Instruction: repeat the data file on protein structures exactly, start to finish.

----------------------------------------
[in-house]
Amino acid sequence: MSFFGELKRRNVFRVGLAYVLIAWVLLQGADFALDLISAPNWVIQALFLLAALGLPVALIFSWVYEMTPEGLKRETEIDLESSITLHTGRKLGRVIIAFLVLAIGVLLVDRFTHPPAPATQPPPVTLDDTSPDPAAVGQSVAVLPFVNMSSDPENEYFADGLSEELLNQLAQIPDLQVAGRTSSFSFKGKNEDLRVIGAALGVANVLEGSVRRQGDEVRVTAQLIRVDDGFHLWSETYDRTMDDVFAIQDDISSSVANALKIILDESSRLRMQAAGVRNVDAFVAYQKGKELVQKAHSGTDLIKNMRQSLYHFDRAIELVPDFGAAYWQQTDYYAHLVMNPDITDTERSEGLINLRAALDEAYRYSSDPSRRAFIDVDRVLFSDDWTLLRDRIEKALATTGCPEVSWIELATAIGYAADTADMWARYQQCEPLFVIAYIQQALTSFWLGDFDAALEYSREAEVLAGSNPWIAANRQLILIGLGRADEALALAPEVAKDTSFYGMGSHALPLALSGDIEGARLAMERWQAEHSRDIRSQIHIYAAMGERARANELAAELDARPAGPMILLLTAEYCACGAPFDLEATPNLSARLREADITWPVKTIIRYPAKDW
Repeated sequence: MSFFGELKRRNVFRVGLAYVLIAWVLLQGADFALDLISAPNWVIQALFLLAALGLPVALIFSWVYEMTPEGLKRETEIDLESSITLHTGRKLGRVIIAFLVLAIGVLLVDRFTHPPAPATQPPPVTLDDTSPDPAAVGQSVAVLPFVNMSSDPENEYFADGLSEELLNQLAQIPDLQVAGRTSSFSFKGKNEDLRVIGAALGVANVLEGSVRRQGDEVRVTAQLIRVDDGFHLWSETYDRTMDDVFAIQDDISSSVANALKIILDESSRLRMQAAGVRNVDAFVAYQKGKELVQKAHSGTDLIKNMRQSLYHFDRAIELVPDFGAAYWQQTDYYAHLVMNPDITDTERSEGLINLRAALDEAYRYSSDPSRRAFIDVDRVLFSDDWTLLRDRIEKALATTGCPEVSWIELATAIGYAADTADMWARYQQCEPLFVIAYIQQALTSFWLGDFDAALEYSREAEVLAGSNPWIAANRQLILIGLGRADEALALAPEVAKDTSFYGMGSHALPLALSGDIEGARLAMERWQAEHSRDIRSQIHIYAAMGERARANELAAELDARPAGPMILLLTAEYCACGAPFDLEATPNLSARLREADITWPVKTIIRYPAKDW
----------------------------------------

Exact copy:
[in-house]
Amino acid sequence: MSFFGELKRRNVFRVGLAYVLIAWVLLQGADFALDLISAPNWVIQALFLLAALGLPVALIFSWVYEMTPEGLKRETEIDLESSITLHTGRKLGRVIIAFLVLAIGVLLVDRFTHPPAPATQPPPVTLDDTSPDPAAVGQSVAVLPFVNMSSDPENEYFADGLSEELLNQLAQIPDLQVAGRTSSFSFKGKNEDLRVIGAALGVANVLEGSVRRQGDEVRVTAQLIRVDDGFHLWSETYDRTMDDVFAIQDDISSSVANALKIILDESSRLRMQAAGVRNVDAFVAYQKGKELVQKAHSGTDLIKNMRQSLYHFDRAIELVPDFGAAYWQQTDYYAHLVMNPDITDTERSEGLINLRAALDEAYRYSSDPSRRAFIDVDRVLFSDDWTLLRDRIEKALATTGCPEVSWIELATAIGYAADTADMWARYQQCEPLFVIAYIQQALTSFWLGDFDAALEYSREAEVLAGSNPWIAANRQLILIGLGRADEALALAPEVAKDTSFYGMGSHALPLALSGDIEGARLAMERWQAEHSRDIRSQIHIYAAMGERARANELAAELDARPAGPMILLLTAEYCACGAPFDLEATPNLSARLREADITWPVKTIIRYPAKDW
Repeated sequence: MSFFGELKRRNVFRVGLAYVLIAWVLLQGADFALDLISAPNWVIQALFLLAALGLPVALIFSWVYEMTPEGLKRETEIDLESSITLHTGRKLGRVIIAFLVLAIGVLLVDRFTHPPAPATQPPPVTLDDTSPDPAAVGQSVAVLPFVNMSSDPENEYFADGLSEELLNQLAQIPDLQVAGRTSSFSFKGKNEDLRVIGAALGVANVLEGSVRRQGDEVRVTAQLIRVDDGFHLWSETYDRTMDDVFAIQDDISSSVANALKIILDESSRLRMQAAGVRNVDAFVAYQKGKELVQKAHSGTDLIKNMRQSLYHFDRAIELVPDFGAAYWQQTDYYAHLVMNPDITDTERSEGLINLRAALDEAYRYSSDPSRRAFIDVDRVLFSDDWTLLRDRIEKALATTGCPEVSWIELATAIGYAADTADMWARYQQCEPLFVIAYIQQALTSFWLGDFDAALEYSREAEVLAGSNPWIAANRQLILIGLGRADEALALAPEVAKDTSFYGMGSHALPLALSGDIEGARLAMERWQAEHSRDIRSQIHIYAAMGERARANELAAELDARPAGPMILLLTAEYCACGAPFDLEATPNLSARLREADITWPVKTIIRYPAKDW